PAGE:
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In the north of Lebanon, meeting with Father Charbel at Saint Antoine Monastery
In the north of Lebanon, meeting with Father Charbel at Saint Antoine Monastery
Camille Devars Bex

After a long journey, I finally arrived at the monastery of St. Anthony for my appointment with Father Charbel. As I patiently waited, I glanced over at the church door, hesitant to enter and disturb the monks during their prayer or sacred readings.

As my patience wore thin, my mind began to wander until I was suddenly interrupted by the presence of nine monks, who were likely curious about my early morning visit.

My nerves were uneasy, and I found myself doubting how to approach a devout cleric.

A cheerful and welcoming figure suddenly appeared, accompanied by a young woman who offered us coffee. After sipping our coffee and exchanging a few pleasantries, I gathered the courage to ask my questions.

"Could you tell me about your career and life at Saint Antoine?" I inquired.

"I have been living here for two years now, and I pronounced my vows in 2009," he replied.

"What led you to choose this path?" I asked.

"I come from a very religious family, and I decided at the age of nine to become a monk," he paused and continued, "future monks are sent to the monastery of Tamich to study for five years. Out of these five years, two years are devoted to philosophy and three to theology. Once the studies are completed, one may present their perpetual vows and be ordained a priest. Living in a monastery can be summed up in two words: Ora and Labora."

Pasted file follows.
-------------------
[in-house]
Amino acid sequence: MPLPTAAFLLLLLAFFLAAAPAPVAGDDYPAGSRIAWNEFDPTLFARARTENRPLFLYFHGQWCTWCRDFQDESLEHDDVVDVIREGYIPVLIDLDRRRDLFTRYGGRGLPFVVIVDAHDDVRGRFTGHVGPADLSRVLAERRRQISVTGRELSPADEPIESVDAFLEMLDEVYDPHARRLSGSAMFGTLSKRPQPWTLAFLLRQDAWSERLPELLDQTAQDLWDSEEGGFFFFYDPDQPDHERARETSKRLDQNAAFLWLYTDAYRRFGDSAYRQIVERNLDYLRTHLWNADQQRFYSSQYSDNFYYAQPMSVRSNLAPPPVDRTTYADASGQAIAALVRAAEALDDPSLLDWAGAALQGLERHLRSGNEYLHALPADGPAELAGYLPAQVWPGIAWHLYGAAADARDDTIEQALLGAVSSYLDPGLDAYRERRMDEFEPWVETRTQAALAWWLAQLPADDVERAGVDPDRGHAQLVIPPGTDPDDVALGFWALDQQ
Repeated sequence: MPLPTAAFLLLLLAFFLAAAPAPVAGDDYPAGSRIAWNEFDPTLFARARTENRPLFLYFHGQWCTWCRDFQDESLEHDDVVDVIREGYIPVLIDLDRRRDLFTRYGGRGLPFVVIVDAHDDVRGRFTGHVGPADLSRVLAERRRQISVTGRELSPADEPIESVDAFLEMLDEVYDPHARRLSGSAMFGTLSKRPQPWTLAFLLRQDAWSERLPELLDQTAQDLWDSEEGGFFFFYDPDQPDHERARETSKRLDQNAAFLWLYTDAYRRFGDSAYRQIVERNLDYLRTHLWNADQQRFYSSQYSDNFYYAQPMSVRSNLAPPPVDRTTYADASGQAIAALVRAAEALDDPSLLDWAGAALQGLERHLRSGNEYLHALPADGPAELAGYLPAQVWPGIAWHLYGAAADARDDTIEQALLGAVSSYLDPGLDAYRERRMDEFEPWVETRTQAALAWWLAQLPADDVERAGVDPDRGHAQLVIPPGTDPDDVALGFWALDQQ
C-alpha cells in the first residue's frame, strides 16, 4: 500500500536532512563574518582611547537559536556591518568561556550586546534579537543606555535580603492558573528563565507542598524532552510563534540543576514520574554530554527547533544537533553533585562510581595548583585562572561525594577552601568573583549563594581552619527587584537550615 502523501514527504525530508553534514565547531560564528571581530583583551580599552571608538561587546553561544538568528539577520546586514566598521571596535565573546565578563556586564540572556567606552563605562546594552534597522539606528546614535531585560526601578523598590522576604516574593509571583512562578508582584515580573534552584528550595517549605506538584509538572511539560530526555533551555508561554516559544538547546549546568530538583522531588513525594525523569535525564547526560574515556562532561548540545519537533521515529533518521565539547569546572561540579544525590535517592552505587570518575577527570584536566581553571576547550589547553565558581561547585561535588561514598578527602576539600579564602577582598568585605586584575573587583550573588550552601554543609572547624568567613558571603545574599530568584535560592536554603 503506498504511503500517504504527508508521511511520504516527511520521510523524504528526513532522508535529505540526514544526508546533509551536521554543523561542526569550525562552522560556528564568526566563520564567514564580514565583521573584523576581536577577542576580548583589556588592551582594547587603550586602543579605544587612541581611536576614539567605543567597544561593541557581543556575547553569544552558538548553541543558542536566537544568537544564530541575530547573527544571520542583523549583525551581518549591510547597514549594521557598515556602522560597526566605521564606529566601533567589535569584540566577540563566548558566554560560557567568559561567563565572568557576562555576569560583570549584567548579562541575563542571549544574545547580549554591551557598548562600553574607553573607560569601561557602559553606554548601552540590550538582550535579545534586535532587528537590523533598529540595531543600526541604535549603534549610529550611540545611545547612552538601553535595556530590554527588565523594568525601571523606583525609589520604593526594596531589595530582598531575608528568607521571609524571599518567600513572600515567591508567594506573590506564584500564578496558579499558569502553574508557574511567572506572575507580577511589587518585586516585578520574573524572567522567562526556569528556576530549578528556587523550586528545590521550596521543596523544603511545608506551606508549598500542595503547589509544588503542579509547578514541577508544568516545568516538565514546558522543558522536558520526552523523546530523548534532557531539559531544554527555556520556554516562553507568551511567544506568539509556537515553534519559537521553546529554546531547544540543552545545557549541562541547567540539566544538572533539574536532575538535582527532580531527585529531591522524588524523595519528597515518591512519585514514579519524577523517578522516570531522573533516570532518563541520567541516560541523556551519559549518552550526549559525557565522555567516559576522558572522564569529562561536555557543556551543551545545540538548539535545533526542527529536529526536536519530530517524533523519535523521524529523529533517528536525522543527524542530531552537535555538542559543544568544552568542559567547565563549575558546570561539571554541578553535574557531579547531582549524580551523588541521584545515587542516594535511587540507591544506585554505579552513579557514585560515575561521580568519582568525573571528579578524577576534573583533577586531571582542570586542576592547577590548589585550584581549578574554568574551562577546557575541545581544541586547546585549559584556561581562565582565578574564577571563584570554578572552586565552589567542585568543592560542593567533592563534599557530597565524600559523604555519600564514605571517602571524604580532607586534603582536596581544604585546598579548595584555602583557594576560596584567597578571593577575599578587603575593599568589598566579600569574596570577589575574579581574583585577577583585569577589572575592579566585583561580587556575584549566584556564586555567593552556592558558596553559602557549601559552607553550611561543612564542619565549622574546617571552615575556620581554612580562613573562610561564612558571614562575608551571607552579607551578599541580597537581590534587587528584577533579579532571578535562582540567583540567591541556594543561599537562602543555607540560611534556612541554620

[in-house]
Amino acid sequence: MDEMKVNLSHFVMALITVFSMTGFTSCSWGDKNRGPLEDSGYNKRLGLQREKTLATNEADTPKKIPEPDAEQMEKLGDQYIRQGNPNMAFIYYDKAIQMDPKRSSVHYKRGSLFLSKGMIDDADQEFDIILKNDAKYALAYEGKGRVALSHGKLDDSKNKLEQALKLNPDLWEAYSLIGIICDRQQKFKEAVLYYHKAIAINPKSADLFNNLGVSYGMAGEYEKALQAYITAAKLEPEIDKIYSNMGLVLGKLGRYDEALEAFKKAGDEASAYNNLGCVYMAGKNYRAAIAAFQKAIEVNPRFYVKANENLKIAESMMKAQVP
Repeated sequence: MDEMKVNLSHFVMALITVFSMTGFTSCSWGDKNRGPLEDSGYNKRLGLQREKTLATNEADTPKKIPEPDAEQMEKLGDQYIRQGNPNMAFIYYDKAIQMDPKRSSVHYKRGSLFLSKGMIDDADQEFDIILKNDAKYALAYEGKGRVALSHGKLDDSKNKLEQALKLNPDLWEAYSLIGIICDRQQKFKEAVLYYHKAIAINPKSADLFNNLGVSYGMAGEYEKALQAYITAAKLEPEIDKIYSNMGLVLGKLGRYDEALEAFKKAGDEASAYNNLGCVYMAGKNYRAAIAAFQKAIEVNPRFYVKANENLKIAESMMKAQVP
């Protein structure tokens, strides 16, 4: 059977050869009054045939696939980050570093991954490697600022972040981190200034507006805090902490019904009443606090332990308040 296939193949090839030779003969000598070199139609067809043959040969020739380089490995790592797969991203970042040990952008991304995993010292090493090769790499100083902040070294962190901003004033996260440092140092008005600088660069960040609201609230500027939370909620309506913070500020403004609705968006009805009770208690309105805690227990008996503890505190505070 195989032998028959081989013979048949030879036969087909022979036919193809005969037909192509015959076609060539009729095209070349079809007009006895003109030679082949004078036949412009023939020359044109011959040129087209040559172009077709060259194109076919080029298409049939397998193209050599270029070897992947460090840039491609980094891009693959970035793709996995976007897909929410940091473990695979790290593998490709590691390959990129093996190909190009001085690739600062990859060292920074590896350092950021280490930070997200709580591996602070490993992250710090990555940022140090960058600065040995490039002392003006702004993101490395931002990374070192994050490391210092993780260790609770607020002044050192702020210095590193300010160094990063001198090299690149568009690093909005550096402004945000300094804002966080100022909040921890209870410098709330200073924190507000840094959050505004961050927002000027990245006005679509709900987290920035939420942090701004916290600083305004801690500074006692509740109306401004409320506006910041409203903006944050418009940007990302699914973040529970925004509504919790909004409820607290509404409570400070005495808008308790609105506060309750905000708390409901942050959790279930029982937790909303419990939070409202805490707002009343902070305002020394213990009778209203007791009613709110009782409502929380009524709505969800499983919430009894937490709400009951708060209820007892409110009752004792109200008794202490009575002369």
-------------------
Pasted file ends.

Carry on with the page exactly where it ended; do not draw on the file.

Father Charbel provides an insight into the daily routine of the monks at the Saint Anthony Monastery. The day begins with a 7am service and mass, followed by a quick breakfast, and then the monks depart to fulfill their designated responsibilities.

Father Charbel himself is responsible for the reception of visitors, preparing the church for masses, baptisms, and hearing confessions from the faithful. Each monk is expected to contribute to the monastery in order to support the community.

In addition to his activities at the monastery, Father Charbel attends the Holy Spirit University of Kaslik where he studies music theory and practices singing, violin, and piano. He views music as a means of communication, communion, and a way of getting closer to the divine world.

As I prepare to leave, I inquire if Father Charbel had ever experienced doubts during his monastic journey, or questioned the path he had chosen.

For a moment, there is a hint of hesitation in his response. However, after a brief pause, his eyes light up and he responds, " Of course, I am human and life is made of temptations and difficulties, but each trial made me attach myself even more to my vocation."

Indeed, Father Charbel's unwavering dedication to his vocation is evident in the wisdom and determination he displays every day.

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